i think I'll always need some degree of help and support to maintain an acceptable and safe level of independence. However that would have been smaller with appropriate and timely help and support.



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12 Aug 2022, 8:23 pm

Moderate autism Is what I have from the information I've gathered you're given this when you have learning disabilities or other related or unrelated disabilities on top of your autism. A large part of moderate autism is you're not entirely independent. You can live alone but you may never have certain skills required to do things like pay your bills or sign papers. For example, I may be able to live on my own get ready for the mornings and make my own meals communicate decently enough to meet my needs and be capable of making my own life choices. But, if someone was to leave me to my own devices without support the best case someone would get involved to help me continue living alone. The worst case I'd end up in a home with other disabled people or on the streets without a clue on how to support myself or the next steps to take heck, I'd probably be panicking and unable to function. The direct answer is Yes, you can make your own choices and live alone but you need support in place to help you accomplish these things. I hope you have a supportive family, if you don't you should work on getting something arrange for your future speak to your doctor and say "I think I have autism I'd like to see a specialist who can give me a diagnosis" They should help. If you have moderate autism It can still be picked up in your adult hood without the history of ASD but you'll have to show some serious learning disabilities and other factors for them to say moderate. It is most common with people who had it noticed young but that's because when you're not walking at 3 people sorta know. That isn't to say some family's couldn't miss the signs they can.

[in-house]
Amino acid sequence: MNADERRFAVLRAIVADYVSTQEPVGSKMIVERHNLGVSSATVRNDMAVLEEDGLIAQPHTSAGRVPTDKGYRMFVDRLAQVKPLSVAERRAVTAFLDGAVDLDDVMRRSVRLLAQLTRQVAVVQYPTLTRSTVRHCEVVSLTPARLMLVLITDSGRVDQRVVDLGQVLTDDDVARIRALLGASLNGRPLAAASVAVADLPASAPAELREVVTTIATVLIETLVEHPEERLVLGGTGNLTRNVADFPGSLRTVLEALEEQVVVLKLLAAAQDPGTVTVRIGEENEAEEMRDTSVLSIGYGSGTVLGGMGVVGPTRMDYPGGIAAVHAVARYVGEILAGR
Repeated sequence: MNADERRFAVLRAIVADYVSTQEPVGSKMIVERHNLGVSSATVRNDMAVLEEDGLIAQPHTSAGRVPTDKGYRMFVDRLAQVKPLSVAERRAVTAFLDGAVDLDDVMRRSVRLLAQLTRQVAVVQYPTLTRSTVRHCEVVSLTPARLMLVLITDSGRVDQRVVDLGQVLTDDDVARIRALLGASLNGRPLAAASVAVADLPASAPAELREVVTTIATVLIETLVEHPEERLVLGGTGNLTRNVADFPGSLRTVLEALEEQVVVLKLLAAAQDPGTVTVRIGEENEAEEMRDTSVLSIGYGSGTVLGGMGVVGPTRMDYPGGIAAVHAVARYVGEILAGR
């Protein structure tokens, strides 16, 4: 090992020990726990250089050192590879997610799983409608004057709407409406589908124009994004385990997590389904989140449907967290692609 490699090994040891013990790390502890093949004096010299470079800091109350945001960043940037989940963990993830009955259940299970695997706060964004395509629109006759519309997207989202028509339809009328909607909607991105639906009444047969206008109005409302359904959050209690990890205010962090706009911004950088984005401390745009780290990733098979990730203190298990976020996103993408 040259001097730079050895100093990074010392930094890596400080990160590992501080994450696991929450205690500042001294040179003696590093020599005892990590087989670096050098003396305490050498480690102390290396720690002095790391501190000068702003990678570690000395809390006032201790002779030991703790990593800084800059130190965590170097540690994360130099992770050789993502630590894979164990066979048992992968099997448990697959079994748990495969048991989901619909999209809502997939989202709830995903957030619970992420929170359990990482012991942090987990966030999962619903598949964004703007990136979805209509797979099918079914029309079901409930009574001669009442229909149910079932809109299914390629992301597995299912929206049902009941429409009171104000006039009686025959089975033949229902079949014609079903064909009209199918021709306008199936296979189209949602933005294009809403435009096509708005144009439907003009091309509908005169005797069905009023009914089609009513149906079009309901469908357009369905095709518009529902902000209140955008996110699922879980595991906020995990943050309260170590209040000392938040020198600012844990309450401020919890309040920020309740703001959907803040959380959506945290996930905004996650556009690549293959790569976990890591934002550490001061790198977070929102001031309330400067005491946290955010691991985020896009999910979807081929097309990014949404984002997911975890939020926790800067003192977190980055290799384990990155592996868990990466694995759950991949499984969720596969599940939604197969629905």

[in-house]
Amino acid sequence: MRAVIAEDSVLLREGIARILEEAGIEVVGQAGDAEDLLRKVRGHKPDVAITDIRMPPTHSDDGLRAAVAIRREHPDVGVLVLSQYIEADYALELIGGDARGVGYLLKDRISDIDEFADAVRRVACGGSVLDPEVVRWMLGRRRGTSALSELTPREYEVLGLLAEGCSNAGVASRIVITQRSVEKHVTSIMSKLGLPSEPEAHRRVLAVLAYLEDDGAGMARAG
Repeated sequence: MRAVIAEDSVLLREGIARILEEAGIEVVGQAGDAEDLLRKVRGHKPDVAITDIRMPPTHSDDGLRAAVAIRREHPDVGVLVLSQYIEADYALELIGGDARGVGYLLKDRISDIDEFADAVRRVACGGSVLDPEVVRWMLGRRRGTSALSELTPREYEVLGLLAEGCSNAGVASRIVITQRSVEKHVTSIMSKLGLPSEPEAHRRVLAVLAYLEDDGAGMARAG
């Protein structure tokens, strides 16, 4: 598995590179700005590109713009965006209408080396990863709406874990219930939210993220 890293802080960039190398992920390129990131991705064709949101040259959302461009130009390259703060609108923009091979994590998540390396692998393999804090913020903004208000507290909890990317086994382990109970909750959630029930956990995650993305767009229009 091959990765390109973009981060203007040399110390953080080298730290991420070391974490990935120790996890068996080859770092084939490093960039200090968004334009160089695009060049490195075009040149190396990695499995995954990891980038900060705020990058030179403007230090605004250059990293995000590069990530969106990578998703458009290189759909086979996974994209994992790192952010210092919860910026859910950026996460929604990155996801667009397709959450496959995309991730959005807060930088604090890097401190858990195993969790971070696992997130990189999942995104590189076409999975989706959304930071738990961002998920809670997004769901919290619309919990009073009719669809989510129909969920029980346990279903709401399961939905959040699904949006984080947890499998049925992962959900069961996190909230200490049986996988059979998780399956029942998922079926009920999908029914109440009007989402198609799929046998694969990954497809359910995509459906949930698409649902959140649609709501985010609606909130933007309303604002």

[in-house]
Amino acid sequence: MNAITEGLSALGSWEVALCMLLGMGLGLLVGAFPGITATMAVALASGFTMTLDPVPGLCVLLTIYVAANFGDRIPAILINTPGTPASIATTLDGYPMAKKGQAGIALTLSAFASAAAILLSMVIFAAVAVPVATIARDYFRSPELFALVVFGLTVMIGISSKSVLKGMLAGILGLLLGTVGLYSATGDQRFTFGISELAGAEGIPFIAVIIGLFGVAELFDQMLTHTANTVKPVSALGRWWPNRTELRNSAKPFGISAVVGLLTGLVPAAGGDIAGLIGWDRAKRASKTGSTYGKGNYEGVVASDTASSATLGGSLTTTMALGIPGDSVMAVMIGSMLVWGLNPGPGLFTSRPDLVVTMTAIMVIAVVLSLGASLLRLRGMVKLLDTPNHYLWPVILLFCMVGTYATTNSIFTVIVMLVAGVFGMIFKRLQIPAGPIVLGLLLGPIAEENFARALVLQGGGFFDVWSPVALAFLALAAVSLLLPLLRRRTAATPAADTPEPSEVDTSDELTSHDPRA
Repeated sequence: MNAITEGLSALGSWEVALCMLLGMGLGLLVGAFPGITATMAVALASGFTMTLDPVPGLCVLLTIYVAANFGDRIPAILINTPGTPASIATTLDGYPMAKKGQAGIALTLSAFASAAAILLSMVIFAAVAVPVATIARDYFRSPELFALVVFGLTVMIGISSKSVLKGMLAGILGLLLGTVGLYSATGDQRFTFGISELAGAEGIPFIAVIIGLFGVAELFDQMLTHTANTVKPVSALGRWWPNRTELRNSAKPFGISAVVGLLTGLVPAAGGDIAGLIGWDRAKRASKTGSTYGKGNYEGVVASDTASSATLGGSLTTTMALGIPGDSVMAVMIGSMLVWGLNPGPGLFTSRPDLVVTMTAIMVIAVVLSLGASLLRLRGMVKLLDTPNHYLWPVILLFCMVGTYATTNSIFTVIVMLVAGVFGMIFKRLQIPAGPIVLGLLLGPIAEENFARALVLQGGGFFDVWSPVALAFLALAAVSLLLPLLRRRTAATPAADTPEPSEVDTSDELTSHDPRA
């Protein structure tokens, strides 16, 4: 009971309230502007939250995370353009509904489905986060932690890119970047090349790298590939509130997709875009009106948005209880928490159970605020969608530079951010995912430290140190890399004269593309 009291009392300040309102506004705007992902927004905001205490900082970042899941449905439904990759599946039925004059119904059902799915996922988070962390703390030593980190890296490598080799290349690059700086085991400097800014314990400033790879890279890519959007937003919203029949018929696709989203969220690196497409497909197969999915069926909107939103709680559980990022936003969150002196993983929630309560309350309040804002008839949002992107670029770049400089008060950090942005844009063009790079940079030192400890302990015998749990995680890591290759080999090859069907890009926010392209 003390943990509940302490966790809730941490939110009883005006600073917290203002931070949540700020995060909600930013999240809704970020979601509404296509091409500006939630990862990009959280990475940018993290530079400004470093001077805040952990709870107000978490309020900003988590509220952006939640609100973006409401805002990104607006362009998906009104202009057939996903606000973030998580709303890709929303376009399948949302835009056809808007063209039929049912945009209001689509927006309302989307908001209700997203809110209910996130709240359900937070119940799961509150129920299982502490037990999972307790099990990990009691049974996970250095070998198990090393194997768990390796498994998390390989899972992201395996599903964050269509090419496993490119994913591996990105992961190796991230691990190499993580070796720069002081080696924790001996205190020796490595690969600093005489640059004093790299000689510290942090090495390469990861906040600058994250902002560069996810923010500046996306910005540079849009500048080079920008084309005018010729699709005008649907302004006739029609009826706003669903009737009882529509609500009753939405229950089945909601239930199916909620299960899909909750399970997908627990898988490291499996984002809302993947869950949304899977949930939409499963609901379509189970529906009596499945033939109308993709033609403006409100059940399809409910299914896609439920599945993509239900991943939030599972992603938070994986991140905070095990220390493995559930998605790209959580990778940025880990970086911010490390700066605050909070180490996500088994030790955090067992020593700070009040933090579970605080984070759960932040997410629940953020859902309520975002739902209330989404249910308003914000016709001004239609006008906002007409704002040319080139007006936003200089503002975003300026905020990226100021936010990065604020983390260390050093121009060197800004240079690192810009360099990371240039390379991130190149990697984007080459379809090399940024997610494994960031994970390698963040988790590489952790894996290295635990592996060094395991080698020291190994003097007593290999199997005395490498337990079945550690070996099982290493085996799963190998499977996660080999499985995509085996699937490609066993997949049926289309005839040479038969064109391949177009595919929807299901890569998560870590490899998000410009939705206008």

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15 Aug 2022, 4:34 am

It seems as though we all have different opinions on what is considered independent living.

I’ve lived on my own for two decades so I would be classed as someone who can successfully live independently, at least it appears so on a superficial level. I have developed many bad habits over the years which means that I’m extremely set in my ways, and because I’ve never managed find a therapist who understands Autism, and therefore me, I’ve been left on the scrap heap. I’ve suffered with depression and social anxiety since adolescence, but because I present differently to neurotypicals, therapists don’t know what to do with me. NHS Mental health professionals here in the UK have a check list that they use to determine whether or not the patient/client can access their services, and if you don’t fit a particular profile, they send you on your way. I know that resources are scarce but you can be turned down for the most ridiculous of reasons but I won’t go into it because that’s not the question.